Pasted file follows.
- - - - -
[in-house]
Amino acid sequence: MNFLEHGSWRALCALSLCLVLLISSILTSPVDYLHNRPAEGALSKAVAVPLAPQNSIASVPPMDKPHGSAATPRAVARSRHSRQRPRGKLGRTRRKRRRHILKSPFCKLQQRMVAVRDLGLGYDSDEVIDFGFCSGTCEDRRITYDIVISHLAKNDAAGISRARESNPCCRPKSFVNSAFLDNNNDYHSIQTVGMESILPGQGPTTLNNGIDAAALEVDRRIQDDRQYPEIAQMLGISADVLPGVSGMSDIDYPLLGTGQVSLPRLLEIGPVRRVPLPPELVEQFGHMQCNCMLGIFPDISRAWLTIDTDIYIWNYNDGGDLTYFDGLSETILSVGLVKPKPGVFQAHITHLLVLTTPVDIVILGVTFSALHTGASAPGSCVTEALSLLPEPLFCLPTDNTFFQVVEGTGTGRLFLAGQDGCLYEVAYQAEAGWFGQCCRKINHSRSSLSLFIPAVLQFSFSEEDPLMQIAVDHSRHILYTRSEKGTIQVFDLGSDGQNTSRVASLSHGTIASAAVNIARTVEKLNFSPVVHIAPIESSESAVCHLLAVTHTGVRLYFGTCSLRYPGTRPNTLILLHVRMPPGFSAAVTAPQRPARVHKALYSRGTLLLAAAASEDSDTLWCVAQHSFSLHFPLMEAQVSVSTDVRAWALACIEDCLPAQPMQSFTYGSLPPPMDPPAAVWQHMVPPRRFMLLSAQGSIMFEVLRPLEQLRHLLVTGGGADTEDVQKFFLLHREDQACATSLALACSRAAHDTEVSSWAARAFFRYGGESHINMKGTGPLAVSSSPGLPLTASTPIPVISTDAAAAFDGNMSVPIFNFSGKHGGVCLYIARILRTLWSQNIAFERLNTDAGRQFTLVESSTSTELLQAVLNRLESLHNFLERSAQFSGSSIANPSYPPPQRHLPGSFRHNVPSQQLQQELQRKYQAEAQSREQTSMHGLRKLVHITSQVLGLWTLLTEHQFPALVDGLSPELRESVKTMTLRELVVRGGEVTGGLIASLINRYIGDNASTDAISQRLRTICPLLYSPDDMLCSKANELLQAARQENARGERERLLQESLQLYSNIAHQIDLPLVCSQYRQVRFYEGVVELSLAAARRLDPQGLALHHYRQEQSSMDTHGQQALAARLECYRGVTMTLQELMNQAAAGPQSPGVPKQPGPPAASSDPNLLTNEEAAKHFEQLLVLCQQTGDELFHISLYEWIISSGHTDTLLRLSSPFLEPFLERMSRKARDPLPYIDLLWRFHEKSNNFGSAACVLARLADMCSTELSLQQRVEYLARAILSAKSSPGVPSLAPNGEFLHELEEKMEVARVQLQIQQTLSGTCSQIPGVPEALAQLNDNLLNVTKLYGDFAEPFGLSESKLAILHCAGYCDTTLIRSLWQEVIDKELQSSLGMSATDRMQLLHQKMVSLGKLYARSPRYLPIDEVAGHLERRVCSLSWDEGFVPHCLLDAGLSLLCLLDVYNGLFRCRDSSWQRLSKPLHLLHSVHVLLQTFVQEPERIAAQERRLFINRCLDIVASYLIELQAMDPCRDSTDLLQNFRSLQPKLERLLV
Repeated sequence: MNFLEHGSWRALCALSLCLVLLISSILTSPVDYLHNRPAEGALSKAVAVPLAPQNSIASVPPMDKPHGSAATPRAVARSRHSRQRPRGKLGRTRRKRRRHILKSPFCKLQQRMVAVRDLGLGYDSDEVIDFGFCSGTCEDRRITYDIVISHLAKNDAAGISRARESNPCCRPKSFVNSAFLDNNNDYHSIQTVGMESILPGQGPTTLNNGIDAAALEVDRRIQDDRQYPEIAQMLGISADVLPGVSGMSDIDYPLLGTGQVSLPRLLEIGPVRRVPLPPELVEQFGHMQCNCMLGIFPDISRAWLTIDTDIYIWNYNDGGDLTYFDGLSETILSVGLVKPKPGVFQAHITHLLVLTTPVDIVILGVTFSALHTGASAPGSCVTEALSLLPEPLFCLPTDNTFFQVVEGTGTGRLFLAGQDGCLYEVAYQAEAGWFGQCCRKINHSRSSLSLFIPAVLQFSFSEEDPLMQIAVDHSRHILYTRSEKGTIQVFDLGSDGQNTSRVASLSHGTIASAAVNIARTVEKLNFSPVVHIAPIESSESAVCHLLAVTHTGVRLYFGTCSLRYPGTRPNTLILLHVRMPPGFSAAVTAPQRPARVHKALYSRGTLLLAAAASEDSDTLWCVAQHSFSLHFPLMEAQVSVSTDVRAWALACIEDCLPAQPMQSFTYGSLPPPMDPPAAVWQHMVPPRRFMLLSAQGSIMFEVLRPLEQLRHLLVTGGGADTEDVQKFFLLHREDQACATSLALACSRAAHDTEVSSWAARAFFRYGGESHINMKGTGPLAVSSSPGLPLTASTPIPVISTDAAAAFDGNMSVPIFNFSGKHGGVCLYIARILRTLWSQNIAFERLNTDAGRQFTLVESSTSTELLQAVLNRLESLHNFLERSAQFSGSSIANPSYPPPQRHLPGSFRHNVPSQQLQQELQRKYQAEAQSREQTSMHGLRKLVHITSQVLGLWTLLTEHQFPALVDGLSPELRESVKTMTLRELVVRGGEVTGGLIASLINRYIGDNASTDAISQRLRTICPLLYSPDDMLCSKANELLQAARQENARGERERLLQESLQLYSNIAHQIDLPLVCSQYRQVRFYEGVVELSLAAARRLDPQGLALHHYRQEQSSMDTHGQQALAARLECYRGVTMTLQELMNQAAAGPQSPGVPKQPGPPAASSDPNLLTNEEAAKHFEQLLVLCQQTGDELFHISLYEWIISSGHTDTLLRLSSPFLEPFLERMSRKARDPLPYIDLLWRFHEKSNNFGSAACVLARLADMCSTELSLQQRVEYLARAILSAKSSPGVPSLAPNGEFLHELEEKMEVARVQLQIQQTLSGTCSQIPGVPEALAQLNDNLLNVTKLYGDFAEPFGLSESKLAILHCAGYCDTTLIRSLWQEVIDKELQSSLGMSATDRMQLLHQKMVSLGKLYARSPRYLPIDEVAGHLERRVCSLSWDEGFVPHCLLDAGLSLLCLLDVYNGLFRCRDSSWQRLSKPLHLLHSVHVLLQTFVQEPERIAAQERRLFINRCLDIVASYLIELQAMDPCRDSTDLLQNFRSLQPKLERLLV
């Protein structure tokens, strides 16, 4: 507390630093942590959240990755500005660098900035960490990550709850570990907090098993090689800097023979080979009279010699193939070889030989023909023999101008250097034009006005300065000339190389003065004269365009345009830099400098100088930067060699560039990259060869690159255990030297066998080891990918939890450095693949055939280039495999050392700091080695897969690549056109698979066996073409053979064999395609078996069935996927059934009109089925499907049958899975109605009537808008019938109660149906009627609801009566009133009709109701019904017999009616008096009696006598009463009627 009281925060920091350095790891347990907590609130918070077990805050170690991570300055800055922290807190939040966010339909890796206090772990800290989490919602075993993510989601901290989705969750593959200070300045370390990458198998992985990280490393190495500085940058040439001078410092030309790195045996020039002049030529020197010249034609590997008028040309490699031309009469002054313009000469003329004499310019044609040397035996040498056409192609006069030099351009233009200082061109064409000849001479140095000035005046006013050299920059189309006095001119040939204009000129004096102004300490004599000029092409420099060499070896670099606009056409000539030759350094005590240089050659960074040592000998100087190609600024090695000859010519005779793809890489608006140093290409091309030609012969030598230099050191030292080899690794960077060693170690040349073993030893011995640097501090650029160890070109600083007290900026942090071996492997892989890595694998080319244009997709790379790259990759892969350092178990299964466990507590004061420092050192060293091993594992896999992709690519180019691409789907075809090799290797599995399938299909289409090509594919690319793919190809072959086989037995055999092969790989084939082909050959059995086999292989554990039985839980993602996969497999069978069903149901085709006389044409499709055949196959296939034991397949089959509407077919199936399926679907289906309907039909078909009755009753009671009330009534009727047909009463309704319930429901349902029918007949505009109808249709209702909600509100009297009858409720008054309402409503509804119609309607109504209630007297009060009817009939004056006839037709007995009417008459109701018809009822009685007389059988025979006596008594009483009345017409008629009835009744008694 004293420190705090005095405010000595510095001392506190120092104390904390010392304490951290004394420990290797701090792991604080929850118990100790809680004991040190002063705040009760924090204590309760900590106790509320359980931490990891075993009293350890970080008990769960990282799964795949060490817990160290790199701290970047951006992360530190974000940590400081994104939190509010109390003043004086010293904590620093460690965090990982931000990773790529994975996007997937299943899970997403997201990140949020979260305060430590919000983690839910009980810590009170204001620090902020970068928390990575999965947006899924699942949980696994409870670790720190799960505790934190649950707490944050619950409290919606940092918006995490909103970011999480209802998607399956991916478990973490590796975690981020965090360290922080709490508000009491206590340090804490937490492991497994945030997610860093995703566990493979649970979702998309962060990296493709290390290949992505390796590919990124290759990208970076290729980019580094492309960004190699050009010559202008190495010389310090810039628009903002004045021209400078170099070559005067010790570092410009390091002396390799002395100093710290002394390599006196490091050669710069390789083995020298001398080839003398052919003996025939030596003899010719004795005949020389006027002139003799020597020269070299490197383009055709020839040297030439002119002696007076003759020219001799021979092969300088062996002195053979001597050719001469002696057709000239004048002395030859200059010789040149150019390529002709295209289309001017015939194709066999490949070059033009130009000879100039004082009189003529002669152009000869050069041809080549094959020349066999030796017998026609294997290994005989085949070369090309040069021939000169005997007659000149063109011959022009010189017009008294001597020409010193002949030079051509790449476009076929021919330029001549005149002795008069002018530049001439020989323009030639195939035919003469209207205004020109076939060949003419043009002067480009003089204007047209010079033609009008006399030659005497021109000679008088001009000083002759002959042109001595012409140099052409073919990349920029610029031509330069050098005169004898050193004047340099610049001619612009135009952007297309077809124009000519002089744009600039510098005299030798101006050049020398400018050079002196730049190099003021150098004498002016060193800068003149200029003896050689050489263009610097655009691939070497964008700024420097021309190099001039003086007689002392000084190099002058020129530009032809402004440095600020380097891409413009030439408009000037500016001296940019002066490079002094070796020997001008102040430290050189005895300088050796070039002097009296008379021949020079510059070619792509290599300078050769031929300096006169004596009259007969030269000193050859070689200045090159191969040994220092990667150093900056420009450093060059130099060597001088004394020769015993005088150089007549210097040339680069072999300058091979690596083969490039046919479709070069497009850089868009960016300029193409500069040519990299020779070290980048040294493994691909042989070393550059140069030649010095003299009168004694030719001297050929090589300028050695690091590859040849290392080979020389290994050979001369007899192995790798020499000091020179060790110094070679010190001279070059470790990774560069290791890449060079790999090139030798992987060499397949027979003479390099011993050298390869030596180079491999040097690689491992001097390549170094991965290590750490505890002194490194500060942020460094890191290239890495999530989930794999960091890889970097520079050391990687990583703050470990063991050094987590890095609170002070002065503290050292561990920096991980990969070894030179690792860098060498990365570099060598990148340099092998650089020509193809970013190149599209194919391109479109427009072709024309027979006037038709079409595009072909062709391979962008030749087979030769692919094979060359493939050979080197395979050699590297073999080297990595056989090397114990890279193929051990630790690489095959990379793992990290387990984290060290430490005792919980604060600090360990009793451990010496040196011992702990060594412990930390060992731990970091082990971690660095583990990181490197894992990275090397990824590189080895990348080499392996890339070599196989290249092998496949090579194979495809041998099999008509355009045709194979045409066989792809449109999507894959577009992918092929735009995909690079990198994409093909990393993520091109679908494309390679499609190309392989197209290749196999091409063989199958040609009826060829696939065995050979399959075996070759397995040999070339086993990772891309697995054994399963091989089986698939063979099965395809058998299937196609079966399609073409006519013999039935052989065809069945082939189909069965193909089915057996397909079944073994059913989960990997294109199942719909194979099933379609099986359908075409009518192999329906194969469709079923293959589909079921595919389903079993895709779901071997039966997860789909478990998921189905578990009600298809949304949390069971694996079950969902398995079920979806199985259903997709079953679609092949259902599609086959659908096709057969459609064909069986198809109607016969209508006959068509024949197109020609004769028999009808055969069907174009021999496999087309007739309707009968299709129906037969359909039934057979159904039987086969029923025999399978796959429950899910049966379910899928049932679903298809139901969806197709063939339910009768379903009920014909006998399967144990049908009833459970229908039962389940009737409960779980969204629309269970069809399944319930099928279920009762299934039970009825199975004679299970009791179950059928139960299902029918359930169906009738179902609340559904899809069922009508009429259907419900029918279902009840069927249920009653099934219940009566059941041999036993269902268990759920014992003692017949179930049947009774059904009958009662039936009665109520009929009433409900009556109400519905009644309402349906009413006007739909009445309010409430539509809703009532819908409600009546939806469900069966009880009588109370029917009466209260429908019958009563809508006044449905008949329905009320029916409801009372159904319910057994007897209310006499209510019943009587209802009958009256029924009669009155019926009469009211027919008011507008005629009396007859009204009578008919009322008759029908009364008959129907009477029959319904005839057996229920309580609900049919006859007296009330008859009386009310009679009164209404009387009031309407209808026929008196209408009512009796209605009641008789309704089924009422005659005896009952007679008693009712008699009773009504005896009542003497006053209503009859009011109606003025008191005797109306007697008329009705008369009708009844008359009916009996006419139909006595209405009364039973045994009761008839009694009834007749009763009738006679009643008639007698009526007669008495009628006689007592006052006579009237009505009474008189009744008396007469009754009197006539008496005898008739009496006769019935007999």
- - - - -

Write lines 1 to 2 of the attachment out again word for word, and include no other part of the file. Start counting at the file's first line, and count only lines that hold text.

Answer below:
[in-house]
Amino acid sequence: MNFLEHGSWRALCALSLCLVLLISSILTSPVDYLHNRPAEGALSKAVAVPLAPQNSIASVPPMDKPHGSAATPRAVARSRHSRQRPRGKLGRTRRKRRRHILKSPFCKLQQRMVAVRDLGLGYDSDEVIDFGFCSGTCEDRRITYDIVISHLAKNDAAGISRARESNPCCRPKSFVNSAFLDNNNDYHSIQTVGMESILPGQGPTTLNNGIDAAALEVDRRIQDDRQYPEIAQMLGISADVLPGVSGMSDIDYPLLGTGQVSLPRLLEIGPVRRVPLPPELVEQFGHMQCNCMLGIFPDISRAWLTIDTDIYIWNYNDGGDLTYFDGLSETILSVGLVKPKPGVFQAHITHLLVLTTPVDIVILGVTFSALHTGASAPGSCVTEALSLLPEPLFCLPTDNTFFQVVEGTGTGRLFLAGQDGCLYEVAYQAEAGWFGQCCRKINHSRSSLSLFIPAVLQFSFSEEDPLMQIAVDHSRHILYTRSEKGTIQVFDLGSDGQNTSRVASLSHGTIASAAVNIARTVEKLNFSPVVHIAPIESSESAVCHLLAVTHTGVRLYFGTCSLRYPGTRPNTLILLHVRMPPGFSAAVTAPQRPARVHKALYSRGTLLLAAAASEDSDTLWCVAQHSFSLHFPLMEAQVSVSTDVRAWALACIEDCLPAQPMQSFTYGSLPPPMDPPAAVWQHMVPPRRFMLLSAQGSIMFEVLRPLEQLRHLLVTGGGADTEDVQKFFLLHREDQACATSLALACSRAAHDTEVSSWAARAFFRYGGESHINMKGTGPLAVSSSPGLPLTASTPIPVISTDAAAAFDGNMSVPIFNFSGKHGGVCLYIARILRTLWSQNIAFERLNTDAGRQFTLVESSTSTELLQAVLNRLESLHNFLERSAQFSGSSIANPSYPPPQRHLPGSFRHNVPSQQLQQELQRKYQAEAQSREQTSMHGLRKLVHITSQVLGLWTLLTEHQFPALVDGLSPELRESVKTMTLRELVVRGGEVTGGLIASLINRYIGDNASTDAISQRLRTICPLLYSPDDMLCSKANELLQAARQENARGERERLLQESLQLYSNIAHQIDLPLVCSQYRQVRFYEGVVELSLAAARRLDPQGLALHHYRQEQSSMDTHGQQALAARLECYRGVTMTLQELMNQAAAGPQSPGVPKQPGPPAASSDPNLLTNEEAAKHFEQLLVLCQQTGDELFHISLYEWIISSGHTDTLLRLSSPFLEPFLERMSRKARDPLPYIDLLWRFHEKSNNFGSAACVLARLADMCSTELSLQQRVEYLARAILSAKSSPGVPSLAPNGEFLHELEEKMEVARVQLQIQQTLSGTCSQIPGVPEALAQLNDNLLNVTKLYGDFAEPFGLSESKLAILHCAGYCDTTLIRSLWQEVIDKELQSSLGMSATDRMQLLHQKMVSLGKLYARSPRYLPIDEVAGHLERRVCSLSWDEGFVPHCLLDAGLSLLCLLDVYNGLFRCRDSSWQRLSKPLHLLHSVHVLLQTFVQEPERIAAQERRLFINRCLDIVASYLIELQAMDPCRDSTDLLQNFRSLQPKLERLLV